Cycle-time to adapt -- If technology can't change as fast as the business, new IT assets must be created.
The key to leveraging business-technology assets is to get business peers to think about IT assets the same way they think about plant and equipment assets, product assets, or brand assets. Most business assets aren't infinitely malleable. Unfortunately, since most CIOs don't talk about their IT capabilities in asset terms, they frequently set themselves up for unrealistic business expectations. The business needs to understand what types of initiatives are easy, and what ones are difficult because of the existing IT asset base. Getting the business to understand your IT assets is an education process. Once understanding is reached, it's much easier to conceive future business IT initiatives in synergistic ways. Synergy and leverage are the keys to consistently exceeding business customer expectations.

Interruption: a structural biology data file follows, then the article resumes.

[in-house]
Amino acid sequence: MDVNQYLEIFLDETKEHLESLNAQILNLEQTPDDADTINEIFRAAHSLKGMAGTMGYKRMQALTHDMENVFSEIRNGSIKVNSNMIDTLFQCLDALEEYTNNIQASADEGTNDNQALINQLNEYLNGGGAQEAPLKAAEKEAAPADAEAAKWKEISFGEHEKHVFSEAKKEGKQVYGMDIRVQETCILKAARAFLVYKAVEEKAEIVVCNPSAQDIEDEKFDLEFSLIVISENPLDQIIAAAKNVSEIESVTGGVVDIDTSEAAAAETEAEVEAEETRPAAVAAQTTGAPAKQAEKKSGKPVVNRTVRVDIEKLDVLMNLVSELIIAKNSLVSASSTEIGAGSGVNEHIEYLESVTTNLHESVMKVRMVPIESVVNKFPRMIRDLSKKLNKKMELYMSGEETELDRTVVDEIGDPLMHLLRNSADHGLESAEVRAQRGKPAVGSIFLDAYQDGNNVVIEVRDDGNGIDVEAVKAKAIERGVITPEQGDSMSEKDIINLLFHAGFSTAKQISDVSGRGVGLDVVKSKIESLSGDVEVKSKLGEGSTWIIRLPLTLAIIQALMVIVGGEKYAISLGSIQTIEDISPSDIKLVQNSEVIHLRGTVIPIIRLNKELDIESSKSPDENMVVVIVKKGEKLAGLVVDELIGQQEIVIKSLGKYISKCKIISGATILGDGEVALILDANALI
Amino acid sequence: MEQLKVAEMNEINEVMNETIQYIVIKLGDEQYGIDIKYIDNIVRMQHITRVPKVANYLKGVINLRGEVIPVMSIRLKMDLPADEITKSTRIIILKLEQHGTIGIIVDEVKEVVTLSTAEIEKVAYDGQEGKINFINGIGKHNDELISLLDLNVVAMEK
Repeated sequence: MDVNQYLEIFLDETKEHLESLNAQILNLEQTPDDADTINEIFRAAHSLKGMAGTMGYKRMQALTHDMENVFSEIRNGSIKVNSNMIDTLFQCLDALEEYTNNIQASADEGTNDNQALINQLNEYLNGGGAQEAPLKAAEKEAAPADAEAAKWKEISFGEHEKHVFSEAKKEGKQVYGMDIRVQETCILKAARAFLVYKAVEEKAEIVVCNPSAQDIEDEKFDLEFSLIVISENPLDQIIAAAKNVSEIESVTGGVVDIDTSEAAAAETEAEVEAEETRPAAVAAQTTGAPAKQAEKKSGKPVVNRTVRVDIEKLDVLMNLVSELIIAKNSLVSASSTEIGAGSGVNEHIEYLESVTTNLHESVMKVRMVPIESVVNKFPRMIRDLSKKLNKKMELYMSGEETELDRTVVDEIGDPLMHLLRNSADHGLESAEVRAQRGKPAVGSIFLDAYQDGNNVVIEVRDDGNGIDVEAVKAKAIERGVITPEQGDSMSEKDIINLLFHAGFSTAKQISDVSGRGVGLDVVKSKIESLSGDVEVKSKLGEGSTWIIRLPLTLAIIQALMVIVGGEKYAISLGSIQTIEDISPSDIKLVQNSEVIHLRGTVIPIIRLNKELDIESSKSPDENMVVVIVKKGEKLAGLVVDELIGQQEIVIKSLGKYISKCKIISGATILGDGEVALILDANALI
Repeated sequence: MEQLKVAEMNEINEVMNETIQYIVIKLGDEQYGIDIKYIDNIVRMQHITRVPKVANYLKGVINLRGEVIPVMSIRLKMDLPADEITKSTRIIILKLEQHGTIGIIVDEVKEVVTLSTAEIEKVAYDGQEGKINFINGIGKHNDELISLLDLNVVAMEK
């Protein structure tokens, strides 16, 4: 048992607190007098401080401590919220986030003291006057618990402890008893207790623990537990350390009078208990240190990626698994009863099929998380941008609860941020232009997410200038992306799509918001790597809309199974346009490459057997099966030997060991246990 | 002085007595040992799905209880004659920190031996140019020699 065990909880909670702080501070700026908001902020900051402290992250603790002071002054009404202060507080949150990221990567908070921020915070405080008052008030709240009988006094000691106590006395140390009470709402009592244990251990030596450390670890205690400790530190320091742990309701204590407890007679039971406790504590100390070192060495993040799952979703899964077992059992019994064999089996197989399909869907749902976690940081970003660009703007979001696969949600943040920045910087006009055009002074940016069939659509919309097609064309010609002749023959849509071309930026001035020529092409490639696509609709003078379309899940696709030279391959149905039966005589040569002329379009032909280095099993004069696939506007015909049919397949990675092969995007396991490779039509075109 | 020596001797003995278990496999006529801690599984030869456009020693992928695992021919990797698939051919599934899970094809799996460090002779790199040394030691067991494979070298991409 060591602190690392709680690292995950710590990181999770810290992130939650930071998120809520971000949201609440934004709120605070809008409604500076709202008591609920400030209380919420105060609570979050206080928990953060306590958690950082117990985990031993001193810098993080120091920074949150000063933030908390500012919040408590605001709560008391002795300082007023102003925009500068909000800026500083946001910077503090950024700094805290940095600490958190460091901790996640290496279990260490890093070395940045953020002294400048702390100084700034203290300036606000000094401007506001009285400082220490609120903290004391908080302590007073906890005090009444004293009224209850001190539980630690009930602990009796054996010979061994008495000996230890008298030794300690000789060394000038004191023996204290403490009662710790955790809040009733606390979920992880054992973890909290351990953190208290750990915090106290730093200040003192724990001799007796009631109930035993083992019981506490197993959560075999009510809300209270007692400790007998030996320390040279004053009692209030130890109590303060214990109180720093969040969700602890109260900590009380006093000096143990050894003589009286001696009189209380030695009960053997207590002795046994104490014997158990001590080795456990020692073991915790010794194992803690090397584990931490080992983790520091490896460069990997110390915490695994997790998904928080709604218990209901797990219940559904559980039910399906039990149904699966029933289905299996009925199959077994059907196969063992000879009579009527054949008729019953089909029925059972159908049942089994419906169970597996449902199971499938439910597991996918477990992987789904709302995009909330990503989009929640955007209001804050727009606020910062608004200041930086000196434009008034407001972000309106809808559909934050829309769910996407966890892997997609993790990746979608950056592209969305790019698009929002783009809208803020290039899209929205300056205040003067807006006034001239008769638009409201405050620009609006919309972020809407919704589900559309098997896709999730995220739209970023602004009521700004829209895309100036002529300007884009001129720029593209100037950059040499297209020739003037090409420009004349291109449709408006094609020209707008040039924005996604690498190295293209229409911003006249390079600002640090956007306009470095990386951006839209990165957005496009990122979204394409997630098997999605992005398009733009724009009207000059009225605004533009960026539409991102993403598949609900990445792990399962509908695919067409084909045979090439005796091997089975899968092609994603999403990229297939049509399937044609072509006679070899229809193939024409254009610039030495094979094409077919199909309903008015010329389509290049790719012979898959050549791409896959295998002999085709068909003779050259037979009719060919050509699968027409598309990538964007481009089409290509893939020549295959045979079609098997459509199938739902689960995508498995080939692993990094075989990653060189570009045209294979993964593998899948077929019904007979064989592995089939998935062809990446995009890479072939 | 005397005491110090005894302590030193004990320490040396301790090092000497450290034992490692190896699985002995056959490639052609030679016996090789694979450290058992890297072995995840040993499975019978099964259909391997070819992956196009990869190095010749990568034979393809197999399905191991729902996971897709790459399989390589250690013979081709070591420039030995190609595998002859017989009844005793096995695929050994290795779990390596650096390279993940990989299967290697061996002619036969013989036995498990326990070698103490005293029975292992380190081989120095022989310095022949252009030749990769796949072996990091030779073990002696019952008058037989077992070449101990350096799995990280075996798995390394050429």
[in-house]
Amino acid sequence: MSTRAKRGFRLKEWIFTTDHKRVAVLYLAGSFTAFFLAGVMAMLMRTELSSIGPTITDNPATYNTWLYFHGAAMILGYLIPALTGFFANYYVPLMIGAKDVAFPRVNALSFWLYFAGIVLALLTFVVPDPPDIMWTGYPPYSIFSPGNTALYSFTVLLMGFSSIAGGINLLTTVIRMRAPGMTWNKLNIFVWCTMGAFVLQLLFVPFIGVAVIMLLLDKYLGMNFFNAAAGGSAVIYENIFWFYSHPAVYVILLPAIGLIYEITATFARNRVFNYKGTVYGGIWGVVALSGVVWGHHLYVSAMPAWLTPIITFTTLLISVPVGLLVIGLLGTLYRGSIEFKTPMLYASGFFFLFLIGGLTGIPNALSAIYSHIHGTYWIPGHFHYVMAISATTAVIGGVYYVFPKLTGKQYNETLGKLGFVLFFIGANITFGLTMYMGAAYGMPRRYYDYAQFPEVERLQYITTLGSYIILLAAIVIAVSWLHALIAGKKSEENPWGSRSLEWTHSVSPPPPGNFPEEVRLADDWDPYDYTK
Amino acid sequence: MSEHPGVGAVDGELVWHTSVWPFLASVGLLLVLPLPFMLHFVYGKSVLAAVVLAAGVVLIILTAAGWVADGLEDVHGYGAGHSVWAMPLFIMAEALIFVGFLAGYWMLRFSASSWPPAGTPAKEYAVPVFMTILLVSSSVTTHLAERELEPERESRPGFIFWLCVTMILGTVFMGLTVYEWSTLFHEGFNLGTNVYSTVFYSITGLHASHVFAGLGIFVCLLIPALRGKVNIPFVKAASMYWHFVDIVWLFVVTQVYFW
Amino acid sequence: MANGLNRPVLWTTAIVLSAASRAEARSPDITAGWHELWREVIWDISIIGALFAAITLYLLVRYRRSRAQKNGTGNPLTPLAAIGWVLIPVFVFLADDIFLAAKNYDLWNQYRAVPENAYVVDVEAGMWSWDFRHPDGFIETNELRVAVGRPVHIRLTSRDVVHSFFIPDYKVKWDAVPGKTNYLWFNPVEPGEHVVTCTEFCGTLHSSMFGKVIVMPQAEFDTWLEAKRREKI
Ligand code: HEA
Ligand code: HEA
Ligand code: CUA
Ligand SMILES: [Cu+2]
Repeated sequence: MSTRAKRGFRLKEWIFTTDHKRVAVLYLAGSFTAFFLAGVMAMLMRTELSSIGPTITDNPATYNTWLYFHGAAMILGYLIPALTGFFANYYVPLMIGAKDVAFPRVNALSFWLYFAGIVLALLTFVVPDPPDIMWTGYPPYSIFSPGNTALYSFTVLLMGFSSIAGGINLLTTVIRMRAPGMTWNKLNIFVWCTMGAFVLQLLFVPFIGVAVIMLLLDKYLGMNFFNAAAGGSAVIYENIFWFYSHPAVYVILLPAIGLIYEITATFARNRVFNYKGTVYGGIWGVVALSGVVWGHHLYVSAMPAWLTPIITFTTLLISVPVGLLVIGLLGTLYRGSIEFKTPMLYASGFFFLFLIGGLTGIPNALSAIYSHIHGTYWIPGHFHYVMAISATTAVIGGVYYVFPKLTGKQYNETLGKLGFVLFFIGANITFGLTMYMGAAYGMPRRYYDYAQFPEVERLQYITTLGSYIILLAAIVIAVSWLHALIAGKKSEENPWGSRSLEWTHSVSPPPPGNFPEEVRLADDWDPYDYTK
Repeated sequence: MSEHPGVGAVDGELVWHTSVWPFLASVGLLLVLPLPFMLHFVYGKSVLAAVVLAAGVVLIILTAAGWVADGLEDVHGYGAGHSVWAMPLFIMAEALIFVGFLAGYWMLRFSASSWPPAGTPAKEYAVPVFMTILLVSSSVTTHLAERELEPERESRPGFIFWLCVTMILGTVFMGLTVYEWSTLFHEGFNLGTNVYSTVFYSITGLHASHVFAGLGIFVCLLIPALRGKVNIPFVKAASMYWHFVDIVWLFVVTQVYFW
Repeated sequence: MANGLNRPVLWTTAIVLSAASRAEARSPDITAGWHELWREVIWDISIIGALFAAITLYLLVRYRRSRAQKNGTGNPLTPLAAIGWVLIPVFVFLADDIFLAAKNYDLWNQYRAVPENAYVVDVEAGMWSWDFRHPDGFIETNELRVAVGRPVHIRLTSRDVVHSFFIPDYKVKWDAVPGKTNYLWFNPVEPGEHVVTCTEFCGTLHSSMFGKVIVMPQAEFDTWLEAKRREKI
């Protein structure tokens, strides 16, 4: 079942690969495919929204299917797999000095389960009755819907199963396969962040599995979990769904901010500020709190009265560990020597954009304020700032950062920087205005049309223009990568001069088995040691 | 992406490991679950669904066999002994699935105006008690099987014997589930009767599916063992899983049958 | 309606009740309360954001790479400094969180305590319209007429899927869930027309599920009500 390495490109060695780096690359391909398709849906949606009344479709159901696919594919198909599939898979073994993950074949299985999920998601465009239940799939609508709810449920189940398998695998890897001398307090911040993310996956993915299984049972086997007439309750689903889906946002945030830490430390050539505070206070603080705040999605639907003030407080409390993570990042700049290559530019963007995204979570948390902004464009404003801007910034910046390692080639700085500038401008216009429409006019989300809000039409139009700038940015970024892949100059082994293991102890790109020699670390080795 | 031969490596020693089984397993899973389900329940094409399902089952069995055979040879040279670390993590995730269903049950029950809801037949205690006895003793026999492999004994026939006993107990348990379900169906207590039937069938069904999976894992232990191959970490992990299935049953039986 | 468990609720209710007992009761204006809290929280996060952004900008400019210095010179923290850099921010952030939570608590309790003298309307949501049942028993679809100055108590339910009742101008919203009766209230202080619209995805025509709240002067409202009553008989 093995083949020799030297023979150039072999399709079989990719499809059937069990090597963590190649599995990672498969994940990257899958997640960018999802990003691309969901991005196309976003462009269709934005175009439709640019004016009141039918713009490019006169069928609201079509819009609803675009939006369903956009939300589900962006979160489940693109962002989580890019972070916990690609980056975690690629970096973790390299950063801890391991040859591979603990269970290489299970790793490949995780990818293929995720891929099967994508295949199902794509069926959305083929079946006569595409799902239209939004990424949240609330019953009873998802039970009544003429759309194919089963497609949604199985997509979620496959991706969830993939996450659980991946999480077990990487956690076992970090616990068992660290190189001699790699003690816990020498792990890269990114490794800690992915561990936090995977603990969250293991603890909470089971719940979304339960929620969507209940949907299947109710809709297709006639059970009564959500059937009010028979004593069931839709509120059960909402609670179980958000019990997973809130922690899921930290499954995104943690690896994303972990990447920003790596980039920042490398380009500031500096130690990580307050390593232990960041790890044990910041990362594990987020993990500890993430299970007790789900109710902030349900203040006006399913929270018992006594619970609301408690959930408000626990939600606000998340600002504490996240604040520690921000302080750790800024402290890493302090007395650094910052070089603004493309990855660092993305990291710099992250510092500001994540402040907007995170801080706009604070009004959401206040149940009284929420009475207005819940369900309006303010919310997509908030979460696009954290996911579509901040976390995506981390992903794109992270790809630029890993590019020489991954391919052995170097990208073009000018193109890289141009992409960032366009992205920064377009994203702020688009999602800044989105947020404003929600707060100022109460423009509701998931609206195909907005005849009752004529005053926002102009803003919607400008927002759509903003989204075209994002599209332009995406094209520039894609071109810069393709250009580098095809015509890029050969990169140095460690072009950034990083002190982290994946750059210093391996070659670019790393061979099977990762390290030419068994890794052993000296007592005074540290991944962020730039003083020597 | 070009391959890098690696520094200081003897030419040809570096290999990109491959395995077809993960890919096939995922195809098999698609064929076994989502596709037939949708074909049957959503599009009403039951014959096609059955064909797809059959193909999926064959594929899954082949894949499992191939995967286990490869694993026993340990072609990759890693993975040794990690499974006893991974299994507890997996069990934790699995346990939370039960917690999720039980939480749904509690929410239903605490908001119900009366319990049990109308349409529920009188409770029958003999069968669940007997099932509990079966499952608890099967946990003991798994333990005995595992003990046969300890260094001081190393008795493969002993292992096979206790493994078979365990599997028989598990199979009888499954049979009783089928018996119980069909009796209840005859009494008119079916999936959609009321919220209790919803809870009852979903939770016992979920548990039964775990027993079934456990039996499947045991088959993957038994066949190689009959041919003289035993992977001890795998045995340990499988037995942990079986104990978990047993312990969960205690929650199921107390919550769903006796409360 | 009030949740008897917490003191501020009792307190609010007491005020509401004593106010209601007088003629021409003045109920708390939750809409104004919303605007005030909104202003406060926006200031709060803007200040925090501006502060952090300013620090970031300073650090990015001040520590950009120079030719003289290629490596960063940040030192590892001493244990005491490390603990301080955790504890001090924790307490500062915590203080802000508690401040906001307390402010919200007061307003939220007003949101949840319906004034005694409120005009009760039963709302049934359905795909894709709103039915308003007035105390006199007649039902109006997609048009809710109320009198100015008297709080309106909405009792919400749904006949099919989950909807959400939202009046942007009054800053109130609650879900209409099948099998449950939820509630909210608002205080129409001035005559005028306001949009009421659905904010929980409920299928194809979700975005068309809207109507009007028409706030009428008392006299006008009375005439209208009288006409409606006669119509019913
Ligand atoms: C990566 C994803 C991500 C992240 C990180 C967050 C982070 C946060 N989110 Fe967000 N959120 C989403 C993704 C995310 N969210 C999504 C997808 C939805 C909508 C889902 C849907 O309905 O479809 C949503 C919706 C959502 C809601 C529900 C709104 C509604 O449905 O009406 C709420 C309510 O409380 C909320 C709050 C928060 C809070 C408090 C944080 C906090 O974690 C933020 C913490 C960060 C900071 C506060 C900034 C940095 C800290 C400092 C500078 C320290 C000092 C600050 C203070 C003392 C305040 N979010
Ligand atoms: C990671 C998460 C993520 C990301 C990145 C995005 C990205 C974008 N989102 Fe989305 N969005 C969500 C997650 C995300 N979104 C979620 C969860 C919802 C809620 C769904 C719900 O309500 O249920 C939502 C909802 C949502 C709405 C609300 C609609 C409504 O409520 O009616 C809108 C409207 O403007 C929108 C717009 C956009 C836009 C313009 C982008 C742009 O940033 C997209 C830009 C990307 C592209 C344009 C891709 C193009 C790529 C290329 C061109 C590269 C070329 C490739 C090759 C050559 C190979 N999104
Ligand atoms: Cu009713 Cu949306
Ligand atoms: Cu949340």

-- Walt DuLaney
Sourabh Hajela, TAC Expert, has more than 15 years of experience in strategy, planning, and delivery of IT capability to maximize shareholder value for corporations in major industries across North America, Europe, and Asia. He is a member of the faculty at the University of Phoenix, where he teaches courses in strategy, marketing, E-business, and leadership. Most recently, he was VP and the head of E-business with Prudential Financial.
Peter Sorrentino, TAC Expert, has more than 20 years experience in consulting and software development, with extensive experience in the high-technology and financial industries: trading, cash management and risk management. His specialties include development of business-differentiating software systems and providing consulting to IT organizations with an emphasis on applications. Consulting expertise includes joint business/IT evaluation of software vendor offerings and business-service platforms, application architecture, and development of best practices in support of real-time business opportunities.
Walt DuLaney, TAC Thought Leader, is an authority on the planning, design, and management of strategic business and technology initiatives. He consults extensively on strategy-alignment, project-management, and performance-measurement methods to assure that strategic initiatives are delivered successfully and operating results are verifiably improved. He is also the chairman of an RFID software-services company.